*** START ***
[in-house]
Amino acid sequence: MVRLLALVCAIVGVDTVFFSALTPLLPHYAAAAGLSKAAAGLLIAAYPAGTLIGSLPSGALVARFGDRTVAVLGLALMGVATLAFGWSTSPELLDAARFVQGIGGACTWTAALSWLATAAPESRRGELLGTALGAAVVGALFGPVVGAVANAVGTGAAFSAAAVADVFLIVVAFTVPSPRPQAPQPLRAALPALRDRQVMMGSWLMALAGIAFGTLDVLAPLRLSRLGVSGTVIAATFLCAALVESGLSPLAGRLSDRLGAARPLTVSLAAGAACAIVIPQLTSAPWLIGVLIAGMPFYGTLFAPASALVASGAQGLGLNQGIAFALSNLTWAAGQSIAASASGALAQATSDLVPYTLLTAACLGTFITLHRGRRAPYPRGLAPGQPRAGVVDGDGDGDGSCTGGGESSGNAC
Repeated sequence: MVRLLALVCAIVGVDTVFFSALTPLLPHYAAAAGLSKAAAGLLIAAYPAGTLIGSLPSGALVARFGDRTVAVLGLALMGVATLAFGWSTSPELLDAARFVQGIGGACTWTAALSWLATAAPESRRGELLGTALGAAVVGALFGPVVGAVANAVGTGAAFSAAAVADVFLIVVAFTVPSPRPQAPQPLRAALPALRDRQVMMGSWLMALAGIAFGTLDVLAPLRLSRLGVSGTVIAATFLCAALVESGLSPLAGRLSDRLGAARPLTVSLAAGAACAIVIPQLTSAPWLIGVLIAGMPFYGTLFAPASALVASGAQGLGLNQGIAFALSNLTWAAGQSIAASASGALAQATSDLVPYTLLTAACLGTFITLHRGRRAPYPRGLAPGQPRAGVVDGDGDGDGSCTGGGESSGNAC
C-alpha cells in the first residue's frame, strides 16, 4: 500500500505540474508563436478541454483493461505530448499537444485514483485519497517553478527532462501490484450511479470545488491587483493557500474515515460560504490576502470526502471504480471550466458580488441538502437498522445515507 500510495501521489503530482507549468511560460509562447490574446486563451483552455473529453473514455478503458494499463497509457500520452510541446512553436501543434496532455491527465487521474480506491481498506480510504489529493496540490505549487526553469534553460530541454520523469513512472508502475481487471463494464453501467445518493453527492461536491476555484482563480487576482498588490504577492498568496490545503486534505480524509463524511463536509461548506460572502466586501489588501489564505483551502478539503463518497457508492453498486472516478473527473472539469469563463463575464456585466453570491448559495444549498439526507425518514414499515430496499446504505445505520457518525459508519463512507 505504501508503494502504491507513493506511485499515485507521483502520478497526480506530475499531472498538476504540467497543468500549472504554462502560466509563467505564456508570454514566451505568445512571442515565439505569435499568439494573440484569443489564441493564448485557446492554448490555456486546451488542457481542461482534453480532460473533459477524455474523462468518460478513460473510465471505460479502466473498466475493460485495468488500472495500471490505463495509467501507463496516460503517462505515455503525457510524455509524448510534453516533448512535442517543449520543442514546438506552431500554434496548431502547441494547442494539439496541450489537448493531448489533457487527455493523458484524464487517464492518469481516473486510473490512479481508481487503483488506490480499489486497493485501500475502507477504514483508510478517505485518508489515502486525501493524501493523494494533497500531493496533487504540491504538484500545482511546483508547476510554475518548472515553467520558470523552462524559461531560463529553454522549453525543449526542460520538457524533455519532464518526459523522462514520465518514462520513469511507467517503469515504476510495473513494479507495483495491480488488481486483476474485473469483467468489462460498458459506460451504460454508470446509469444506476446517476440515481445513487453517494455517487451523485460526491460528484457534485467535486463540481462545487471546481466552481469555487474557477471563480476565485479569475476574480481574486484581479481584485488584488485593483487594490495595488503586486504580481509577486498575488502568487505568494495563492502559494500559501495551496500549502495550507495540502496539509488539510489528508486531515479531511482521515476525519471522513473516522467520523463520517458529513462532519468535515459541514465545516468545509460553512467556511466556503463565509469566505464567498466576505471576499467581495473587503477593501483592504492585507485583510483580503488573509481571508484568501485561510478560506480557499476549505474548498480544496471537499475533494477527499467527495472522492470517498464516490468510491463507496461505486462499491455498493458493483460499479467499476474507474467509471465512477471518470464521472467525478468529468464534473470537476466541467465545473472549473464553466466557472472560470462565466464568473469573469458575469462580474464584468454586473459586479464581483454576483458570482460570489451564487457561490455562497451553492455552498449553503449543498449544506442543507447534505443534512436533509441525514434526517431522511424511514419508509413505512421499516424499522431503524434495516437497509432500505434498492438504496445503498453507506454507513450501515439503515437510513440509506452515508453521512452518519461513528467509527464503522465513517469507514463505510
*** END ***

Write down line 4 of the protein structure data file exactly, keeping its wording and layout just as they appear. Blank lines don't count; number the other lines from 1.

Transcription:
C-alpha cells in the first residue's frame, strides 16, 4: 500500500505540474508563436478541454483493461505530448499537444485514483485519497517553478527532462501490484450511479470545488491587483493557500474515515460560504490576502470526502471504480471550466458580488441538502437498522445515507 500510495501521489503530482507549468511560460509562447490574446486563451483552455473529453473514455478503458494499463497509457500520452510541446512553436501543434496532455491527465487521474480506491481498506480510504489529493496540490505549487526553469534553460530541454520523469513512472508502475481487471463494464453501467445518493453527492461536491476555484482563480487576482498588490504577492498568496490545503486534505480524509463524511463536509461548506460572502466586501489588501489564505483551502478539503463518497457508492453498486472516478473527473472539469469563463463575464456585466453570491448559495444549498439526507425518514414499515430496499446504505445505520457518525459508519463512507 505504501508503494502504491507513493506511485499515485507521483502520478497526480506530475499531472498538476504540467497543468500549472504554462502560466509563467505564456508570454514566451505568445512571442515565439505569435499568439494573440484569443489564441493564448485557446492554448490555456486546451488542457481542461482534453480532460473533459477524455474523462468518460478513460473510465471505460479502466473498466475493460485495468488500472495500471490505463495509467501507463496516460503517462505515455503525457510524455509524448510534453516533448512535442517543449520543442514546438506552431500554434496548431502547441494547442494539439496541450489537448493531448489533457487527455493523458484524464487517464492518469481516473486510473490512479481508481487503483488506490480499489486497493485501500475502507477504514483508510478517505485518508489515502486525501493524501493523494494533497500531493496533487504540491504538484500545482511546483508547476510554475518548472515553467520558470523552462524559461531560463529553454522549453525543449526542460520538457524533455519532464518526459523522462514520465518514462520513469511507467517503469515504476510495473513494479507495483495491480488488481486483476474485473469483467468489462460498458459506460451504460454508470446509469444506476446517476440515481445513487453517494455517487451523485460526491460528484457534485467535486463540481462545487471546481466552481469555487474557477471563480476565485479569475476574480481574486484581479481584485488584488485593483487594490495595488503586486504580481509577486498575488502568487505568494495563492502559494500559501495551496500549502495550507495540502496539509488539510489528508486531515479531511482521515476525519471522513473516522467520523463520517458529513462532519468535515459541514465545516468545509460553512467556511466556503463565509469566505464567498466576505471576499467581495473587503477593501483592504492585507485583510483580503488573509481571508484568501485561510478560506480557499476549505474548498480544496471537499475533494477527499467527495472522492470517498464516490468510491463507496461505486462499491455498493458493483460499479467499476474507474467509471465512477471518470464521472467525478468529468464534473470537476466541467465545473472549473464553466466557472472560470462565466464568473469573469458575469462580474464584468454586473459586479464581483454576483458570482460570489451564487457561490455562497451553492455552498449553503449543498449544506442543507447534505443534512436533509441525514434526517431522511424511514419508509413505512421499516424499522431503524434495516437497509432500505434498492438504496445503498453507506454507513450501515439503515437510513440509506452515508453521512452518519461513528467509527464503522465513517469507514463505510